“Capitalism is dead”.
For the editor of a website whose tagline is “For Popular Capitalism”, that quip from American super-pollster Frank Luntz was pretty tough to swallow.
Fortunately Luntz – whose in-depth survey of British voters’ attitudes is essential reading – hasn’t become a sudden convert to collectivism. He simply means that the word ‘capitalism’ has so many negative connotations that free marketeers need to update their lexicon, especially when talking to the wider public, rather than among themselves. If you have to use the word “capitalism” at all preface it with a gentle modifier such as “responsible” – though Luntz says best to just avoid it altogether. (You can listen to the whole of my interview with him here, by the way).
Luntz’s research for our parent organisation, the Centre for Policy Studies (CPS), found that Brits take a pretty dim view of UK PLC. Indeed, the most widely held views of businesses were that they put “profit over people”, overpay their executives and avoid taxes. That’s a salutary reminder that the language of lefty street protests can easily seep into the wider body politic – a point also made in a different connection by Kristian Niemietz on our pages earlier this week.
My first instinct on hearing all this was that we economic liberals must redouble our efforts to convince people that capitalism is not a four-letter word. But the more I reflect on it, the more that seems like failing to see the wood for the trees – especially when Luntz’s alternative suggestions, “economic freedom” and an “open economy”, are perfectly palatable. Indeed, speaking a language people readily understand is surely a far quicker way to convince them of your case than trying to patiently explain to them that their distaste is misplaced.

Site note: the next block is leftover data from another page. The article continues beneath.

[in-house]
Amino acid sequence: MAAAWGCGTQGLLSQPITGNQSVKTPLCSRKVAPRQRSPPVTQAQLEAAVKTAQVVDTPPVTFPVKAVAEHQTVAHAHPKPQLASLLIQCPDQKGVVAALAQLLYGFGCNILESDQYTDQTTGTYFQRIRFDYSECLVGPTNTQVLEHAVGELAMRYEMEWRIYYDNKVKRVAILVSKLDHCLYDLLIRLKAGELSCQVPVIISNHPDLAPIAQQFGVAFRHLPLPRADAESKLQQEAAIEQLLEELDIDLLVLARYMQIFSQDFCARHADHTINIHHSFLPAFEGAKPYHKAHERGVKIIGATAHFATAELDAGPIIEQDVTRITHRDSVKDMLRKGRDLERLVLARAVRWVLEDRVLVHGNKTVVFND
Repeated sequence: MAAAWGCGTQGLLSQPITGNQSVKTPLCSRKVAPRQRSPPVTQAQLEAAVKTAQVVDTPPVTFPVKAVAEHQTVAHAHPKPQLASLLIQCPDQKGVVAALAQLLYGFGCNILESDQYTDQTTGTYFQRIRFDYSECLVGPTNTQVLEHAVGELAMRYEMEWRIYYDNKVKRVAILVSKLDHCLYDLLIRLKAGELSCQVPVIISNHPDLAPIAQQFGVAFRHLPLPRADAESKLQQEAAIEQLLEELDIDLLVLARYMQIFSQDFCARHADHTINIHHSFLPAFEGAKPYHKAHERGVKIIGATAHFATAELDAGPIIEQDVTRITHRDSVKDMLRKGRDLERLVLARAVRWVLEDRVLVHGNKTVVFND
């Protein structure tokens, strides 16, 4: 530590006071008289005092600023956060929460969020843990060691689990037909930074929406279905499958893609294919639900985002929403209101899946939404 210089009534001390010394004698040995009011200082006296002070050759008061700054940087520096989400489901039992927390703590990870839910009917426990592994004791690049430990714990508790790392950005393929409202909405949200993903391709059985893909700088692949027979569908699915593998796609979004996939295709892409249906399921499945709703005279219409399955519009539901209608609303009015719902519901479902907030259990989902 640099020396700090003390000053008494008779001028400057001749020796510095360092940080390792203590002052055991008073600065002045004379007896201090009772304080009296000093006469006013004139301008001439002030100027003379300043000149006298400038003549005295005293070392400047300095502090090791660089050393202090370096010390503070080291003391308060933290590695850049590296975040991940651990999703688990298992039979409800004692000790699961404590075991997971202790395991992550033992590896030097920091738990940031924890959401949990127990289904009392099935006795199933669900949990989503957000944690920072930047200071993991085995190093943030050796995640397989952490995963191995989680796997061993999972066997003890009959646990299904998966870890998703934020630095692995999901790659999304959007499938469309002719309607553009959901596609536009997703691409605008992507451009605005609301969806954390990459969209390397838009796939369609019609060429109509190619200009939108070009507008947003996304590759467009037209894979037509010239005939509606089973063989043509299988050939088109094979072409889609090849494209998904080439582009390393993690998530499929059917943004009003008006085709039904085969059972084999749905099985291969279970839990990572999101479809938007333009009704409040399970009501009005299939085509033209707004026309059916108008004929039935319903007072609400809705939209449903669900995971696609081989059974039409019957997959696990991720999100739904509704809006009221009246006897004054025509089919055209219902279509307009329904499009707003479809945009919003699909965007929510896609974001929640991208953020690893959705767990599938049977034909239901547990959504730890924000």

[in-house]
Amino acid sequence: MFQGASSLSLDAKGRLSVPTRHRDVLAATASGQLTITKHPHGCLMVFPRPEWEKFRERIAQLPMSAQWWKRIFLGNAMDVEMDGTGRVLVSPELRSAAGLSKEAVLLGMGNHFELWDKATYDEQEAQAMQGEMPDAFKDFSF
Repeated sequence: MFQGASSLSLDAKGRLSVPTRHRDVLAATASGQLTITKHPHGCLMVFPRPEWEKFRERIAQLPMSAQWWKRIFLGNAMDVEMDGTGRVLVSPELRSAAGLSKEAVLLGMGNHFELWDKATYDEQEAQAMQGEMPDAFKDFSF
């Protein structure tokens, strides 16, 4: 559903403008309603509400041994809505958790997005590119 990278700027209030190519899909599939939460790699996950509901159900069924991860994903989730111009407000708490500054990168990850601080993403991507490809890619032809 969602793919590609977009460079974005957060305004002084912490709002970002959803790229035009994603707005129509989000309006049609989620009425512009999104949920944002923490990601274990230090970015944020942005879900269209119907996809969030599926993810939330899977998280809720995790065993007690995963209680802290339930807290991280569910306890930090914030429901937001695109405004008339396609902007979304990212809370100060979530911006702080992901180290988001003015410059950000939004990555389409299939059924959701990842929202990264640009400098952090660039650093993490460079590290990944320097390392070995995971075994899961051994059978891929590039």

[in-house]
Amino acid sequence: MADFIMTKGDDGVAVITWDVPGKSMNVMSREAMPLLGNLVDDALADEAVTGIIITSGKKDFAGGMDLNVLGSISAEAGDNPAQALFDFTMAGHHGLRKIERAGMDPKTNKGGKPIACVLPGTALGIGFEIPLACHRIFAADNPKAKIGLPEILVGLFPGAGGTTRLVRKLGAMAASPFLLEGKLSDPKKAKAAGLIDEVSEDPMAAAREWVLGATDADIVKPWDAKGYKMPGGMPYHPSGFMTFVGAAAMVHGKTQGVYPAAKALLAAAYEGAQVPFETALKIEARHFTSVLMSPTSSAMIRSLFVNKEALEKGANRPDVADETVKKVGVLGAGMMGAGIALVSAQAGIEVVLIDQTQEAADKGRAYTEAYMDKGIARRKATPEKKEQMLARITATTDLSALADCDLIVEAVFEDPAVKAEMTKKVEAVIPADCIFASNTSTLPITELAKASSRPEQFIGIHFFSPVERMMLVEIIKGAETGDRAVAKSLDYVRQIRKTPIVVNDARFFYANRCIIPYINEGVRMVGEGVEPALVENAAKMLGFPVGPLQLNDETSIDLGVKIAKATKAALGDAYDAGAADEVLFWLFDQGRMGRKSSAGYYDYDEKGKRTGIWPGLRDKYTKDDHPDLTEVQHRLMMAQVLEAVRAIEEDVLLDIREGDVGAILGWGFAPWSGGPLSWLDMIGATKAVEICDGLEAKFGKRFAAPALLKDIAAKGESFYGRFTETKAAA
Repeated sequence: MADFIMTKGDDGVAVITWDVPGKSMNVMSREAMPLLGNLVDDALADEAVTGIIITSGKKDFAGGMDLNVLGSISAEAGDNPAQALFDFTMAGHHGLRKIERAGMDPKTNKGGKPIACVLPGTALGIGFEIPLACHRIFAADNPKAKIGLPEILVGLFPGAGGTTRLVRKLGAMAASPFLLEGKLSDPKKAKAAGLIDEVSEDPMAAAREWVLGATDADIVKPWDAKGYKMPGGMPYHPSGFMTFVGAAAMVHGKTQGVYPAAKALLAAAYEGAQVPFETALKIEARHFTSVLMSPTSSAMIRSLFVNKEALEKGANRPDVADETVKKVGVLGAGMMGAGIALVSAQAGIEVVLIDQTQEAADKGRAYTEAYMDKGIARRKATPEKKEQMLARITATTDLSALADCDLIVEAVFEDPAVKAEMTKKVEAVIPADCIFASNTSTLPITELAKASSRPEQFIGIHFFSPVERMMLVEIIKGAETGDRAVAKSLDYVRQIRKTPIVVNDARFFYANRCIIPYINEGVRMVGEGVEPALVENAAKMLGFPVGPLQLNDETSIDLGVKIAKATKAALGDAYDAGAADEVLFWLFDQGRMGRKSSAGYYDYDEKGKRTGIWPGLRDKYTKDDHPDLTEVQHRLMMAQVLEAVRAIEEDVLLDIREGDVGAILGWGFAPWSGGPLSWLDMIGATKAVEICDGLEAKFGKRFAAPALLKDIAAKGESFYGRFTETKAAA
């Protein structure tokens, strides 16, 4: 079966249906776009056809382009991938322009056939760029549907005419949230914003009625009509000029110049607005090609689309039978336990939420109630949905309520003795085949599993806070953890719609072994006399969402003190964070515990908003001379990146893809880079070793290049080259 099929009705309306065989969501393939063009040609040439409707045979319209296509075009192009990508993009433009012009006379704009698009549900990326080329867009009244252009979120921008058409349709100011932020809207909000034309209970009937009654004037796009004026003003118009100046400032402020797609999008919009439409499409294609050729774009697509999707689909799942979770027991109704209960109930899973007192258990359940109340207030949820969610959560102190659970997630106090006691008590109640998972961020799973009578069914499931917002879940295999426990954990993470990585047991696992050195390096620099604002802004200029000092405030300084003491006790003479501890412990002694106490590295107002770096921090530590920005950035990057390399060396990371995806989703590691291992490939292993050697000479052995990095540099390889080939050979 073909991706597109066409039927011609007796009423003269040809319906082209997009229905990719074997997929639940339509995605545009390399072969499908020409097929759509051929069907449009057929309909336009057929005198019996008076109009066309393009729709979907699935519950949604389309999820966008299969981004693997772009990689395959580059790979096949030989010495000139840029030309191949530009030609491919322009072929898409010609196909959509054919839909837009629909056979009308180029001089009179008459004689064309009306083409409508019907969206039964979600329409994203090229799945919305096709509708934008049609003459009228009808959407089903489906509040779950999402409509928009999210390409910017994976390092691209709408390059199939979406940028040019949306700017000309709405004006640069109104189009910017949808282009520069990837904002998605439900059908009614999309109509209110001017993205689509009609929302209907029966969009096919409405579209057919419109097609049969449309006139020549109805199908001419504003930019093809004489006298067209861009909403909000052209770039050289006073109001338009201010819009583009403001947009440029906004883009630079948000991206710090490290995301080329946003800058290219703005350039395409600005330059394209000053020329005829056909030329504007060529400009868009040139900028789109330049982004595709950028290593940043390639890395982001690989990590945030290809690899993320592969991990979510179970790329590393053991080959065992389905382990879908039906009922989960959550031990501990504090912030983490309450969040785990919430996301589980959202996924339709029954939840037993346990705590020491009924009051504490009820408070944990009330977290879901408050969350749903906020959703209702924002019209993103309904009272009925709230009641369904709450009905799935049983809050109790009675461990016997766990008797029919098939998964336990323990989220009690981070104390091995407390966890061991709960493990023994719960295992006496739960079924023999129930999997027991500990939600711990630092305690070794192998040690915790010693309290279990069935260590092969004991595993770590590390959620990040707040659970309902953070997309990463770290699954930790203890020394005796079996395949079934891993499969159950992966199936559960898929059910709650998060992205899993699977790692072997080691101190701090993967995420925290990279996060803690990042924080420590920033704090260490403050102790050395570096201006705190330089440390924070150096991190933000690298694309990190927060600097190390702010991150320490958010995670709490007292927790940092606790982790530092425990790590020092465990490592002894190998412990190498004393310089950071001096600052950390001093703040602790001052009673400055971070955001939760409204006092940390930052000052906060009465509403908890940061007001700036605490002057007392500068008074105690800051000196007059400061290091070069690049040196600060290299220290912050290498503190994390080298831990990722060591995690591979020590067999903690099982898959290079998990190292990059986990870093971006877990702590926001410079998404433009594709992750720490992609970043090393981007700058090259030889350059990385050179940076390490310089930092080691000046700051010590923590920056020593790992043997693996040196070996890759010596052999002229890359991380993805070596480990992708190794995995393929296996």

Likewise, when it comes to talking about business, using different language can encourage a fairer hearing. So instead of using the word “corporation”, Luntz suggests “employers”, emphasising the aspect of the private sector people put most stock in. What one chooses to emphasise also matters. As my CPS colleague Nick King points out, people are far more positively disposed to smaller businesses – what Americans call the ‘Mom and Pop store’ – so why not remind them that businesses and communities are not antithetical, but deeply wrapped up in each other.
Luntz’s findings weren’t all totally dire for economic liberals. One thing I found particularly encouraging, especially after the inane posturing about GB News advertising, is that the public are not at all interested in companies attaching themselves to political causes. Combined with the preference for the word “employers”, that suggests that even if they have some negative views about business, most voters still accept that the private sector is what makes jobs.
Focusing on job creation should be a fertile furrow for right-wingers to plough, especially when we may soon be looking at a period of higher unemployment than we’ve become accustomed to. An obvious corollary of this jobs argument is that only those in work can pay the taxes that support our public services.
Ultimately it boils down to the same insight: people may not much like the word “capitalism”, but they certainly value all of the good things that it produces – so let’s not be shy about reminding them.
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